Turning the ugliness of flesh into something beautiful
Taiwanese illustrator Lulu Lin has a rotation of recurring dreams, one of which is the sensation of her body melting. A glance at her illustrations offers a more than vivid visual of what this might look like.
The bodies in Lulu Lin’s work are lumpy, fleshy and oozey. They’re folds of skin, gums, orifices and sockets. In a sea of faces seen through an augmented beauty filter, her illustrations are closer to activating the front camera on your phone unexpectedly and being met with a triple chin and a look of horror. “I think the ugliness-beauty duality is somewhat a product of patriarchal thinking,” Lulu says. “If I must recognise one of these either/or duality mindsets, it would be interesting-boring. I hope my drawings are interesting. I would understand if people think they are ugly. But maybe it’s like when some people don’t like a dish, they say it tastes interesting instead of bad. It’s still better than boring.”
It’s easy to imagine Lulu’s characters as nightmarish super-villains or vile politicians but perhaps they’re just misunderstood and it’s society that’s wretched. For Lulu, they’re not really characters at all but manifestations of her emotions. If her work’s a comment on society, it’s not so by design. “Most of the time, I draw for myself,“ she says. “I draw the intentions or emotions that I am hiding in real life. They are part of me.” She refers to her artworks as self portraits because each reflects the person she was when she drew it. She draws every day, it’s her way of keeping a diary. “I believe reality is a purely private matter, and that I am recreating myself constantly through drawing,” she says. Her creatures belong to her own reality but they could exist anywhere if only people would accept them.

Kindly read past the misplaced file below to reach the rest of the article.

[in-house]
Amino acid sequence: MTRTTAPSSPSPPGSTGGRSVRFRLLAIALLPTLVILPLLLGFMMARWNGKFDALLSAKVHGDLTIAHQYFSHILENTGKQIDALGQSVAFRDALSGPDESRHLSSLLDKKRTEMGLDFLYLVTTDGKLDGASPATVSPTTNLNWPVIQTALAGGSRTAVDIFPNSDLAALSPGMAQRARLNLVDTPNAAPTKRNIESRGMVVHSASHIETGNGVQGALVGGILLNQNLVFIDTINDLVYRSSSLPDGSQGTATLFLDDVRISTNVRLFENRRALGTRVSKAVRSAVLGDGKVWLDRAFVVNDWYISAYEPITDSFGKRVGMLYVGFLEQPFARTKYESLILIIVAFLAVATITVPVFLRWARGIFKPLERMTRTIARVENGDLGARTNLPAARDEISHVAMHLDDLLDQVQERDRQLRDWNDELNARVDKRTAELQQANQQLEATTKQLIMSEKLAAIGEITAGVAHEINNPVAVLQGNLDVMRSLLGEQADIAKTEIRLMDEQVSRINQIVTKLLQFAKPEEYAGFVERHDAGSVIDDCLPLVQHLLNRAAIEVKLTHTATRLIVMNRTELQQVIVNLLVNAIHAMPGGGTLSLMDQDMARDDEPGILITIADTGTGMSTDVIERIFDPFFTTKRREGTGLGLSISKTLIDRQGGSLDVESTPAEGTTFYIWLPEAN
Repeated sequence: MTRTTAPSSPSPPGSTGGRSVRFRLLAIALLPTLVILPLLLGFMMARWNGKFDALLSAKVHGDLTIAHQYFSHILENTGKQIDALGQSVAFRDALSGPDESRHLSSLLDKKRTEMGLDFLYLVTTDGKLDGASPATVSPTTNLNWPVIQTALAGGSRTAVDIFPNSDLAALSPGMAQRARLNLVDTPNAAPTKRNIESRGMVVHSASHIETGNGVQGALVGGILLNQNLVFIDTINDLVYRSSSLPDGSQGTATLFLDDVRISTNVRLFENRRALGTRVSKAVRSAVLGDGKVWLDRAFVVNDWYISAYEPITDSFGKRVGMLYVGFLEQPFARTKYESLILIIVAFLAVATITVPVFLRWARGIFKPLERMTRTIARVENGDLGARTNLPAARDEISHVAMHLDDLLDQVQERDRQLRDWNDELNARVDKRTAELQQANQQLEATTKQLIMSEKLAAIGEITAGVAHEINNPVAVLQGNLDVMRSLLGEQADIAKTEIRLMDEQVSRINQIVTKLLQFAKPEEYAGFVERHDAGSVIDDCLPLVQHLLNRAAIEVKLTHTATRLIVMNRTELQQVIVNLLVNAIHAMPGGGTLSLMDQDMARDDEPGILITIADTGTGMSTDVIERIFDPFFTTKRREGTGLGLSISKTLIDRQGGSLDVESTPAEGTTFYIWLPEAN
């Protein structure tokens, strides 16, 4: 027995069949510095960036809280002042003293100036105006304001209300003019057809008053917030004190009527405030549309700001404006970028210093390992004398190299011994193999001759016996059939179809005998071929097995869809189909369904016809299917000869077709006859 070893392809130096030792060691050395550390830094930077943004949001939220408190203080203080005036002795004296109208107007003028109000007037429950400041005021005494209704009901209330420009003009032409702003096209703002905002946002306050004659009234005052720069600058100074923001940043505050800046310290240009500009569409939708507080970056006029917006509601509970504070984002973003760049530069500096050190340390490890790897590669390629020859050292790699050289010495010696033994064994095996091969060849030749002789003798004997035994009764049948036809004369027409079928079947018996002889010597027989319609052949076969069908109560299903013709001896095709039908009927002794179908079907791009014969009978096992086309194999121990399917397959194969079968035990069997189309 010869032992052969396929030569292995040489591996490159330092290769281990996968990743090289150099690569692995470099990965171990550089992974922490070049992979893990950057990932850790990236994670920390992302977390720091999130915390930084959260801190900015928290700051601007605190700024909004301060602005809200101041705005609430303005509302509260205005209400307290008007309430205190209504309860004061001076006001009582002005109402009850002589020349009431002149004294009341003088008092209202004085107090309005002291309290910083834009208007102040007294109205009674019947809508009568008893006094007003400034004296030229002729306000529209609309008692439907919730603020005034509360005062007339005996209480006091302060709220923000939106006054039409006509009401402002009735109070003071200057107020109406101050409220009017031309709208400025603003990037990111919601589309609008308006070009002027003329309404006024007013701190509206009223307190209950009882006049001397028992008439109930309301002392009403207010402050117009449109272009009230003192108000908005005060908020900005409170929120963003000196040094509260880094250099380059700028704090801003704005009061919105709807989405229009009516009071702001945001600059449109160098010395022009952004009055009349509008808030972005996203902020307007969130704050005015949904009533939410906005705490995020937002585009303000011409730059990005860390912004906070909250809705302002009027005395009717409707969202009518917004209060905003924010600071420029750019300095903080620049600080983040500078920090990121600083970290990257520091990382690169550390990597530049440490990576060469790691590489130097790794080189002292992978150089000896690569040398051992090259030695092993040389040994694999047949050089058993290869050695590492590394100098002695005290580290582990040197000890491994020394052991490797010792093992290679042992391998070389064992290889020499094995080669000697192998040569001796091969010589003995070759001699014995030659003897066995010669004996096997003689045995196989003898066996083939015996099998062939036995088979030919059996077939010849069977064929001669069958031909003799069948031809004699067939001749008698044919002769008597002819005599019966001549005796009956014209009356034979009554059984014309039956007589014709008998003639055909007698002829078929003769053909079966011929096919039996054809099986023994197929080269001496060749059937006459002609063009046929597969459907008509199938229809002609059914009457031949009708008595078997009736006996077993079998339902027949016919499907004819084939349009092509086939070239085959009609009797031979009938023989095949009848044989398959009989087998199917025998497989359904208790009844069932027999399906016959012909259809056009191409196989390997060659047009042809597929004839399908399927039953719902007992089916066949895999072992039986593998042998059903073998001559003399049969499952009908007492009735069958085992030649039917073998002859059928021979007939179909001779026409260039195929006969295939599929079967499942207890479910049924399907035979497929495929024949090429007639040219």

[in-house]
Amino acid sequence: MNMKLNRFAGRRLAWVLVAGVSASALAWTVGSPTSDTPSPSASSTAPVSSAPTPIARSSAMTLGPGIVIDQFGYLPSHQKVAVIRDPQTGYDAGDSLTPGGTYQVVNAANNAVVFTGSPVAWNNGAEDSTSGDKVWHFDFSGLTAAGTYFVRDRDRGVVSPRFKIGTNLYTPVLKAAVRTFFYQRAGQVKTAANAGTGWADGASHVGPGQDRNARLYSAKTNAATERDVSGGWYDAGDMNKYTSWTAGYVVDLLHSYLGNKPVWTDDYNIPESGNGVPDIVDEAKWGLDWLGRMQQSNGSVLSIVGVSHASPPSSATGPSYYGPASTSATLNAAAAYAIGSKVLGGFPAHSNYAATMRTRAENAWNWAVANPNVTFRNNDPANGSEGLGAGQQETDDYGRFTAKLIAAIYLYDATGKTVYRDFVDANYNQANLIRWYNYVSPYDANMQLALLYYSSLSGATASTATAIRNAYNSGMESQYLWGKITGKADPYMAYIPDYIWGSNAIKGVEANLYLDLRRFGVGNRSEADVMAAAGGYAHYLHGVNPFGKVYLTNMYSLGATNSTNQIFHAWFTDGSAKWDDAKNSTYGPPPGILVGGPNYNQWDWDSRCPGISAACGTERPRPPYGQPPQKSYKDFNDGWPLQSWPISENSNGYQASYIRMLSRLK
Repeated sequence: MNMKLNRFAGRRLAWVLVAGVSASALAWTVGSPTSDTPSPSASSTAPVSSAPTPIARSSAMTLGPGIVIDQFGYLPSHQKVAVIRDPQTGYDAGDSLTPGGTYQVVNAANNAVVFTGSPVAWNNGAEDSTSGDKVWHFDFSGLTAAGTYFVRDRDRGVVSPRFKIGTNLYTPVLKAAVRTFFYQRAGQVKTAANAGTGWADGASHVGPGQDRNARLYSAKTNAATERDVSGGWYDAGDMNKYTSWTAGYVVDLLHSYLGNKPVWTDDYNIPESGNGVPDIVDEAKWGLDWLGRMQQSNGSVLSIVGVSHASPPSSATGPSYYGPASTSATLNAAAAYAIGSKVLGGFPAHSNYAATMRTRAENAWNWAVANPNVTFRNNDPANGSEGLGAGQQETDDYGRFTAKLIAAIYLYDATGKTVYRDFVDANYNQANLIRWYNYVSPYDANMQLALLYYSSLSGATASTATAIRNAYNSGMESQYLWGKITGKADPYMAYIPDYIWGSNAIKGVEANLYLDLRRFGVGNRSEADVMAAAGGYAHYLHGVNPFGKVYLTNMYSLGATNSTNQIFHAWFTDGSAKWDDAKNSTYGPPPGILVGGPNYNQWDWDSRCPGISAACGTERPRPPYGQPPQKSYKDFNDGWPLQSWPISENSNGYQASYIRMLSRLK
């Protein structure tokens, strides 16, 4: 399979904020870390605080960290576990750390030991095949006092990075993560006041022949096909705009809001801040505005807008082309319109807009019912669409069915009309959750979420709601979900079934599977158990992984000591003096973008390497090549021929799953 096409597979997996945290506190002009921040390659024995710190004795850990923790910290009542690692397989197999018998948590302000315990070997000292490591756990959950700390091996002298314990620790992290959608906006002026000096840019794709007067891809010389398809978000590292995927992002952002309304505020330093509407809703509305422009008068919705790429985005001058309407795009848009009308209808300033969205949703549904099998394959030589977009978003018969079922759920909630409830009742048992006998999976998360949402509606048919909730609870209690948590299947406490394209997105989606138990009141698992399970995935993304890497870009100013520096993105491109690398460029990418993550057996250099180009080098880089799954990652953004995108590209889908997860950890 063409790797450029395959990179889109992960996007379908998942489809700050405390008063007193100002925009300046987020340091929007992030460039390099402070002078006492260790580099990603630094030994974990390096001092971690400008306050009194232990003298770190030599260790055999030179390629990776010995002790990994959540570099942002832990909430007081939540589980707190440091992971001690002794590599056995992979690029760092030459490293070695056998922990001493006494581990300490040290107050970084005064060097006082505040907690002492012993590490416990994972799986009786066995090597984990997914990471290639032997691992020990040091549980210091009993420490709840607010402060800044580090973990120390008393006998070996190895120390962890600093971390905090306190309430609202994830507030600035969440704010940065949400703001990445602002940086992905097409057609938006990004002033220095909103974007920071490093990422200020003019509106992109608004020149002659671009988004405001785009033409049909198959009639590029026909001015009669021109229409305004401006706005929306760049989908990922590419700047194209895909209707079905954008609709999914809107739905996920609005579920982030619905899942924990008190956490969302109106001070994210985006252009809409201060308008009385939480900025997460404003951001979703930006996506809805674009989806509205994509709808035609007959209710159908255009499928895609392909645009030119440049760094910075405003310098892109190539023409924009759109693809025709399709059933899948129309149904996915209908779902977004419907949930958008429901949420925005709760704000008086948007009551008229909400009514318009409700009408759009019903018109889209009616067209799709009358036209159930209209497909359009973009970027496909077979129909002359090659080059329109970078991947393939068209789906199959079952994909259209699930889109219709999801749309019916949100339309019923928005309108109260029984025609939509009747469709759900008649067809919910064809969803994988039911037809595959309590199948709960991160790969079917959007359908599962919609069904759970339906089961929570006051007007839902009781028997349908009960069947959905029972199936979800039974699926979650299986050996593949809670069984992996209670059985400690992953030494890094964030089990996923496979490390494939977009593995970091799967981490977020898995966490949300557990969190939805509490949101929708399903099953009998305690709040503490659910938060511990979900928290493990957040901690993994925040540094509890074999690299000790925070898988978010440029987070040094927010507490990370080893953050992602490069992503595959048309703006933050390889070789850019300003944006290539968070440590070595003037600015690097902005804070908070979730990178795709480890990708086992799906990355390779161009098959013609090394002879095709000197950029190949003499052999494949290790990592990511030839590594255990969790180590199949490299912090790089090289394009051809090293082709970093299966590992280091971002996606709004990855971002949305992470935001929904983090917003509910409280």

Lulu finds inspiration from her own body — the folds of her squished palm, for example – and others’. She finds herself staring at people’s noses or ears or wrinkled skin and will even sometimes take secret photos of them. “I think I am simply fascinated by them but I haven’t really used them as direct reference,” she says. Other times she’ll be amused by something more random like a knobbly piece of chewed up bubblegum or shiny corn kernels.
None of Lulu’s artworks are planned beyond a first quick draft. She works from an iPad in Procreate and, like the Hulk, her drawings morph as she goes. “I usually start with a simple line draft and let the muscle grow without planning,” she says. “I don’t think when I’m coloring the folds and bumps, it’s basically meditation.”
Bulbous bodies have always been Lulu’s signature, but she used to draw women exclusively; with rounded bodies, curled and curvaceous. Scrolling through her work online, there’s a definitive then and now. She’s found her style switches when she has a major mood shift or life event which triggers self doubt. She’ll ask herself what she’s doing and why she’s doing it which motivates her to change her ways and try new things. “I very much enjoy the space and freedom drawing has given me,” she says, “but at the same time, it’s not simply a way of expressing myself but also a way to communicate with the receivers. And since I am interested in communicating different things, I am constantly looking for different ways of doing it.”
Lulu moved away from drawing only women partly because she wanted to disassociate from being too gender specific. “I want to communicate emotions and feelings through my illustrations,” she says, “and gender is not a necessity in such context.” Interestingly when she made the change to more grizzly subject matter her male followers on Instagram increased by 10 percent.
Other dreams of Lulu’s include appearances from her grandmother, losing all of her teeth, pulling plants from her throat or floating in the sky not able to touch the ground. “I think dreams are fascinating,” she says. “For me, they archive the intangibles and the restricted impulses.” Her Master’s thesis at the Design School Kolding in Denmark is about using dreaming as a mode of communication and revealing knowledge of ourselves. The concept resonates with the intentions behind her drawing practice, using art to communicate pieces of her most authentic self. And maybe as she continues to tell the truth, instead of turning away, we’ll see some of our true selves in her creatures.